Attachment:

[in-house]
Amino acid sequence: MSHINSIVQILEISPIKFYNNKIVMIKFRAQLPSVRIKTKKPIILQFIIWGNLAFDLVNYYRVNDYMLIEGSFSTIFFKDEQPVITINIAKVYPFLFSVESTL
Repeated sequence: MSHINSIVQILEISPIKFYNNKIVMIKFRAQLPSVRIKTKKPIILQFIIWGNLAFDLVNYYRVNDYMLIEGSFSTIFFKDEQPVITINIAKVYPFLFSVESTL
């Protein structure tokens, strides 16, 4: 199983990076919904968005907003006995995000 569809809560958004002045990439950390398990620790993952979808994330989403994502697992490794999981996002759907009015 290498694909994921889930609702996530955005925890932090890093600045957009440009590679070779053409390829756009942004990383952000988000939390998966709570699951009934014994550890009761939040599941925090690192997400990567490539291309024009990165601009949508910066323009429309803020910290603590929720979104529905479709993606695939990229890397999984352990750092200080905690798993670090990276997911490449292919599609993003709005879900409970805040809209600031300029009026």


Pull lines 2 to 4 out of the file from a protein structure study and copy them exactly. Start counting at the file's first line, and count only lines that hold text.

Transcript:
Amino acid sequence: MSHINSIVQILEISPIKFYNNKIVMIKFRAQLPSVRIKTKKPIILQFIIWGNLAFDLVNYYRVNDYMLIEGSFSTIFFKDEQPVITINIAKVYPFLFSVESTL
Repeated sequence: MSHINSIVQILEISPIKFYNNKIVMIKFRAQLPSVRIKTKKPIILQFIIWGNLAFDLVNYYRVNDYMLIEGSFSTIFFKDEQPVITINIAKVYPFLFSVESTL
């Protein structure tokens, strides 16, 4: 199983990076919904968005907003006995995000 569809809560958004002045990439950390398990620790993952979808994330989403994502697992490794999981996002759907009015 290498694909994921889930609702996530955005925890932090890093600045957009440009590679070779053409390829756009942004990383952000988000939390998966709570699951009934014994550890009761939040599941925090690192997400990567490539291309024009990165601009949508910066323009429309803020910290603590929720979104529905479709993606695939990229890397999984352990750092200080905690798993670090990276997911490449292919599609993003709005879900409970805040809209600031300029009026």